dellani photo dark redSometimes, I ask my author guests where they are from, and how their background, or location has influenced their writing. Quite a lot, as you can imagine. I’ve noticed it in myself. The old adage, Write What You Know, is at least partially true. I would change it though, to Write Where You Know. I’m about as likely to write a story set in New York City, as a fish is to ride a bicycle. I’ve never been there, I know very little about it, and it doesn’t inspire me to create. Other authors would never even consider writing a story set in Florida, Kansas, Mississippi, or Nebraska, though I have used all these locations for my books. Why? Because I’ve lived there, or visited frequently.

My family moved quite a bit when I was young. Before the age of 9, I had lived in Tennessee, Ohio, Massachusetts, Texas, and finally, Nebraska. After high school, I moved to Mississippi, and lived there for 11 years, before moving to Florida. Of those locations, I remember Nebraska and Mississippi well. The others are a bit vague, because I was so young. Since those are places I know, I don’t have to do a lot of research in order to use them as locations. Since I’m basically lazy, I’d rather write about a place I’m passing familiar with, instead of one I have to look up.

You’ll notice in the locations list, I mentioned Kansas. This one puzzles people (myself included) Why write a book set in a small city in Southeast Kansas? Because, that’s where I was when I thought of it. I was in Pittsburg, Kansas, visiting my mother and sister, who live nearby, when I got the idea for a story. It was a small thing—the room number on the door of the motel owner’s apartment—Room103. It struck me as odd that their apartment needed a number. In fact, I had to wonder where Room 101 and 102 were.

I had also been toying with a story pairing up a police officer with a motel owner. My original thought was for a male cop with a female owner, when it clicked. Flip that, and make her a federal officer. Since I’d been speaking to a man who was back for his 40th high school reunion, I made the decision to have the woman back for her college reunion. She was a Deputy Federal Marshal, and her name was Marice Houston. And thus, Room 103 came to be, a fast paced romantic suspense set in Pittsburg, Kansas.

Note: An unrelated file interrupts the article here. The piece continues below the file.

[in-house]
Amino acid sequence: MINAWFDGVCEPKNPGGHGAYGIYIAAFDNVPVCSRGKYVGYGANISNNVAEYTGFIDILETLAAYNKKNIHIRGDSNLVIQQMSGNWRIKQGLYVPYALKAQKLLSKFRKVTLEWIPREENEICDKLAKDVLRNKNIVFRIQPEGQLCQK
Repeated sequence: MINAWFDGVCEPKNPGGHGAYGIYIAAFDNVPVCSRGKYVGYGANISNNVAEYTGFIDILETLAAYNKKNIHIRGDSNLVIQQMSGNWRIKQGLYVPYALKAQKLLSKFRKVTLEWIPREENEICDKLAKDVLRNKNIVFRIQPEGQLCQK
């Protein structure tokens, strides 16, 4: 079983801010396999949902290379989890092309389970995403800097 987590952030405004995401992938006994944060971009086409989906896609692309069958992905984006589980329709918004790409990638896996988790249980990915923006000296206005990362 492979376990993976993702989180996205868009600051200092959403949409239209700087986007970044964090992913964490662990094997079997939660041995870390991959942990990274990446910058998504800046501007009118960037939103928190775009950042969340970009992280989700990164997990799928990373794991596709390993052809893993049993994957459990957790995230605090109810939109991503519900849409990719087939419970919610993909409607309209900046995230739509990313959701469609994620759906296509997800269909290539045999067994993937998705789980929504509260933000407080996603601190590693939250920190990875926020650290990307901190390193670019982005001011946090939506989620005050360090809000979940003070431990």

Iroom 103 front cover headed up to the office. There was a line at the coffee pot, so I got my waffle cooking and poured myself some juice. I saw Todd coming in to replenish the coffee. He threw a smile my way. I saluted him. One of the men in the line helped him set it up.

“Sorry about that. We had construction workers stay here last night and they all had huge thermal mugs with them,” Todd explained as the guests grumbled. “I got busy with checkout. It will be ready in about five.”

My waffle done, I buttered it and put on copious amounts of syrup. It’s true, I can’t be trusted with it, because I love it. If I could simply sit down and drink maple syrup, I probably would. It’s fun to lick off someone else…. Pushing that thought aside, I concentrated on my meal preparation.

“I hope you slept well,” a warm, friendly voice said behind me.

I jumped, pointing the syrup bottle at him like a weapon. Squeezing involuntarily, I squirted Todd with a long line of the golden brown liquid. Of course, it was right on the zipper. I wanted to hide, but there was nowhere to go. I was trapped between his lean, hard body and the waffle iron.

Laughing, he grabbed a handful of napkins. “Well, that wasn’t the greeting I’d anticipated. Sorry I startled you, Miss Houston. Glad you weren’t armed.”

I blushed as all eyes turned on me. Taking a step back, I lost my balance, and nearly hit my arm on the waffle iron. Even with it in its protective plastic square, I could feel the heat at my elbow. Strong hands pulled me forward, against that rock hard chest.

“You okay?” His blue eyes held concern.

“Yeah. Fine. Embarrassed as hell….”

“Sorry about that.” He set me on my feet.

Everyone else chose that moment to look away, pointedly viewing the TV or the coffee urn. I gathered my food and found the corner of a table to perch with my meal. There were three other people, apparently together, but they didn’t mind sharing. The room was quite full for so early in the morning. I found out that some of the folks worked and lived there, down the end near the construction workers. Others were, like me, here for the reunion. I recognized a few of the faces, but couldn’t put names to any of them.